The Paris Agreement entered into force today.
This comes less than a year after the Conference of the Parties (COP) adopted the agreement into the United Nations Framework Convention on Climate Change (UNFCCC) during last year’s COP annual meeting — better known as COP 21 — in Paris. For the agreement to take effect, 55 members of the UN had to ratify the accord, and those countries had to account for at least 55 percent of the world’s carbon emissions.
In April, several nations approved the agreement. China and the U.S. joined in September. And the UN officially met both ‘55’ thresholds in early October with the support of the European Union (EU), and countries such as Bolivia and Canada. (If 11 months seems like a long time, consider that it took 8 years for COP to ratify the Kyoto Protocol, the predecessor to the Paris Agreement.)
So it’s on to the process of implementation. Initially, the pact requires countries to put in place plans to achieve the goal of keeping the rise in temperatures within 2 degrees Celsius above pre-industrial levels, and to pursue efforts to limit the increase to 1.5 degrees or less.
For example, the U.S. has committed to reduce its greenhouse gas (GHG) emissions by at least 26 percent from 2005 levels, aiming to hit the 28-percent mark. China, the world’s biggest emitter, has committed to lower the carbon intensity of GDP by 60 to 65 percent by 2030 and increase its forest stock by 4.5 billion cubic meters, compared to 2005 levels, among other targets.
In parallel, the EU as agreed to reduce its GHG emissions by at least 40 percent. GHGs covered by the EU emissions trading system (ETS) sectors will have to fall by 43 percent while those from non-ETS sectors will have to decrease by 30 percent — both from a 2005 baseline. Even more ambitiously, by 2050, the European Union aims to cut GHG emissions by 80 to 95 percent.
The Paris accord also calls on signatories to intensify their climate-action efforts through “intended nationally determined contributions”, setting more ambitious targets every 5 years. And it stipulates that all parties report regularly on progress and emissions.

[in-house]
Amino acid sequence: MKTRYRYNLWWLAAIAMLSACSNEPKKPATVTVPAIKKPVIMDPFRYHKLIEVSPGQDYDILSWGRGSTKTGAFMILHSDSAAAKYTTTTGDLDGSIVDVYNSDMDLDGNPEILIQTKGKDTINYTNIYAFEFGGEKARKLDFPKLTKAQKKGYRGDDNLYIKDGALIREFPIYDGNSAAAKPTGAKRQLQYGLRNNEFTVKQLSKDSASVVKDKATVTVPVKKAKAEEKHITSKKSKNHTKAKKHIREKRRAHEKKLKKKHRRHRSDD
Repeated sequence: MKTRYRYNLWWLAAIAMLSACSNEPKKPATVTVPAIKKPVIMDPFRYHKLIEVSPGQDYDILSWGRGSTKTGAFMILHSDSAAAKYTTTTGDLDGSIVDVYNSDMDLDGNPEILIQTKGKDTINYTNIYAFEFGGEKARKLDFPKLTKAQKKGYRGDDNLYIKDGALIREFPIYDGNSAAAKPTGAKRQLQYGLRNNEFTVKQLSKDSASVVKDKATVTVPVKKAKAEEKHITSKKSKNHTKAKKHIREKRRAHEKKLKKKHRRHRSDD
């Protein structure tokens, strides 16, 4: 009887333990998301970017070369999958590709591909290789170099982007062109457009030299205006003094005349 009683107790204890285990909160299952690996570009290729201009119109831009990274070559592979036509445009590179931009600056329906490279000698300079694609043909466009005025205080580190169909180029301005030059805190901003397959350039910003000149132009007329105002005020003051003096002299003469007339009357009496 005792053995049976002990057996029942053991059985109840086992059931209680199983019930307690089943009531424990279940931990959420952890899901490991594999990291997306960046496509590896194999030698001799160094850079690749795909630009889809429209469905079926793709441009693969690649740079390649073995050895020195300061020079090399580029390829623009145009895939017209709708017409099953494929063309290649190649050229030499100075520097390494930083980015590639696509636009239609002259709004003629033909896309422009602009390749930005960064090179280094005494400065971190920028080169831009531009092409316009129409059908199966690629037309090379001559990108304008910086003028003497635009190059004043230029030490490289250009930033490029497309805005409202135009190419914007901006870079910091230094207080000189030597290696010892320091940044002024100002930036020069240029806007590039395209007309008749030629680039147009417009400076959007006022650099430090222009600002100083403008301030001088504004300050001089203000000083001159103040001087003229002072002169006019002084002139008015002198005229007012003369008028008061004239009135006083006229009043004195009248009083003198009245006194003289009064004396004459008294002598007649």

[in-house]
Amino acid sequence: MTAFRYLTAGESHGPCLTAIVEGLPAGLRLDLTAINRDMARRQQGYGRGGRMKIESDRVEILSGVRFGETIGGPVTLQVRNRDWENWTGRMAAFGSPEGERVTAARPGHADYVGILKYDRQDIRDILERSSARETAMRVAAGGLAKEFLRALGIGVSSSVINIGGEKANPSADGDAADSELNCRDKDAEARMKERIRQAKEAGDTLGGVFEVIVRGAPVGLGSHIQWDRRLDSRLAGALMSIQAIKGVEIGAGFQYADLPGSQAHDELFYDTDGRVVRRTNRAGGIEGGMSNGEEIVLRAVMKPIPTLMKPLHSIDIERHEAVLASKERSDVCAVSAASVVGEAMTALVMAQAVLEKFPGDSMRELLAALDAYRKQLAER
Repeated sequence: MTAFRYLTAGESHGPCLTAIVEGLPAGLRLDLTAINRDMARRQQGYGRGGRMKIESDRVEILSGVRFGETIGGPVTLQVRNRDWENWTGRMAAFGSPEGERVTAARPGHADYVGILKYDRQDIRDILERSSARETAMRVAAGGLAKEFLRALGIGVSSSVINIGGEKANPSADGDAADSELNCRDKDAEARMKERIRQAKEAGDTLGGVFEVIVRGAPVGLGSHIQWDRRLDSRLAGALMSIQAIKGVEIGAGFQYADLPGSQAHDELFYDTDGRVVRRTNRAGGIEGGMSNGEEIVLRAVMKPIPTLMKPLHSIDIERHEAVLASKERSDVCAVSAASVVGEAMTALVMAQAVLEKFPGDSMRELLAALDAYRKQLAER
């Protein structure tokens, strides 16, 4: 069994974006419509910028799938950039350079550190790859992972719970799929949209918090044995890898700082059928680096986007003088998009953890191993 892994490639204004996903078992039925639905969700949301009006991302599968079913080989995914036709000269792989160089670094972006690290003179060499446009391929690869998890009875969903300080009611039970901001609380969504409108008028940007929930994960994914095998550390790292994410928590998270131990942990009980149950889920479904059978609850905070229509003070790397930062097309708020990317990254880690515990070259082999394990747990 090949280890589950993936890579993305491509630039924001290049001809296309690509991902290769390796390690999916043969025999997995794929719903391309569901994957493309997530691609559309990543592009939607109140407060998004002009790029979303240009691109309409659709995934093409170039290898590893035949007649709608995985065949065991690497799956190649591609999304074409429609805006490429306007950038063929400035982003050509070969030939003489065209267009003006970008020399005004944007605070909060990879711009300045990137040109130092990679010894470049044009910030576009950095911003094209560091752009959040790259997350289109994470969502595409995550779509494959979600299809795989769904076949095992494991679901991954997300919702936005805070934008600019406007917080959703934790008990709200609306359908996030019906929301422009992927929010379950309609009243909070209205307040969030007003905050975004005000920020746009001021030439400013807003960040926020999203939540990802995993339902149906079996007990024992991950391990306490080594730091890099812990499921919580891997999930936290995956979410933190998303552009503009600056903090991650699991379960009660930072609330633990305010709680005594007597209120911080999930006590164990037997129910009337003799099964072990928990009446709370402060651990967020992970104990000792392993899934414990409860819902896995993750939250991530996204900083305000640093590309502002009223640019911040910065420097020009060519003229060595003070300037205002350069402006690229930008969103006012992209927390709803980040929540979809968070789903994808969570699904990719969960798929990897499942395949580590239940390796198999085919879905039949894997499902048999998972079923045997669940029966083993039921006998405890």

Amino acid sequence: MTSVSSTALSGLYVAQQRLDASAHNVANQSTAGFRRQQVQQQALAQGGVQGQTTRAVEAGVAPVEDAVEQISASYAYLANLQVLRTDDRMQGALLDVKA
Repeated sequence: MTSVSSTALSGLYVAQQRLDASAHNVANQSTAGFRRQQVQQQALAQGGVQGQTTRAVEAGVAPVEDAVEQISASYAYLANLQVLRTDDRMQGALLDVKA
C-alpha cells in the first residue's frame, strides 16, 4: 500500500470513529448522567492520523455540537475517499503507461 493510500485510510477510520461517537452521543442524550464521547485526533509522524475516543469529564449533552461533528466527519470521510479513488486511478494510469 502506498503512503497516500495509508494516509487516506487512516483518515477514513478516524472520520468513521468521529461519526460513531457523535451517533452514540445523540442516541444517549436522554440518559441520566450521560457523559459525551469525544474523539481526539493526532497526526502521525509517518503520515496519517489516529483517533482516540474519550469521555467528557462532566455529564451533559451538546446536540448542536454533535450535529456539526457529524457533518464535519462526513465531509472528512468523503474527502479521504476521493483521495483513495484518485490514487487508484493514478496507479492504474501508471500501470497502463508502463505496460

What does this mean for businesses?
The Paris deal requires countries to provide, by 2020, long-term strategies to reduce emissions through 2050. It means putting new long-term policies and tools in place, which will bring certainty for the private sector and investors, provide continuous support for renewables, and promote energy efficiency to accelerate transition to the low-carbon economy.
That means it’s time for companies to explore new market opportunities. The national climate plans under the Paris Agreement represent at least a US$13.5 trillion market for the energy sector alone in energy efficiency and low-carbon technologies through 2030. This market will keep growing as national climate plans improve over time.
By establishing a global policy framework and bringing the attention of stakeholders and investors to the 2 degrees Celsius pathway, the agreement also increases the risks of high-carbon investments. Companies will have to demonstrate taking action for managing climate risks, and to disclose relevant information in order to increase investor confidence and to make their operations more climate resilient.
Accelerating through the turning point.
Companies can help raise ambitions and results by committing to global leadership initiatives that are already in play, such as: relying 100 percent on electricity from renewable sources in the shortest practical timescale (RE100); setting emission targets in line with climate science (Science Based Targets initiative); and reporting climate change information in mainstream reports as a fiduciary duty (CDP and Climate Disclosure Standards Board).
The implementation of the Paris Agreement only proves that the momentum for corporate action for tackling climate change has been building up. Leading companies will pave the way, adopting strategies for managing climate risks and creating more sustainable operations. This approach will allow forward-thinking businesses to seize unlocked market opportunities, responding successfully to regulatory and policy requirements, and enjoying trust from stakeholders and shareholders.
Staying abreast of evolving legislation is a must, as is understanding and translating changes into meaningful impacts for businesses as these developments can drive long-term competitive strategic decisions. The impacts can influence both how companies operate and which opportunities they act on. And as existing regulations evolve and new legislative instruments come into developed and emerging markets, the onus is on businesses to engage with policy makers, maintain compliance and leverage these tools as catalysts for positive change.
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Contributed by Irina Gilfanova, Marientina Laina and Frédéric Pinglot, Sustainability Consultants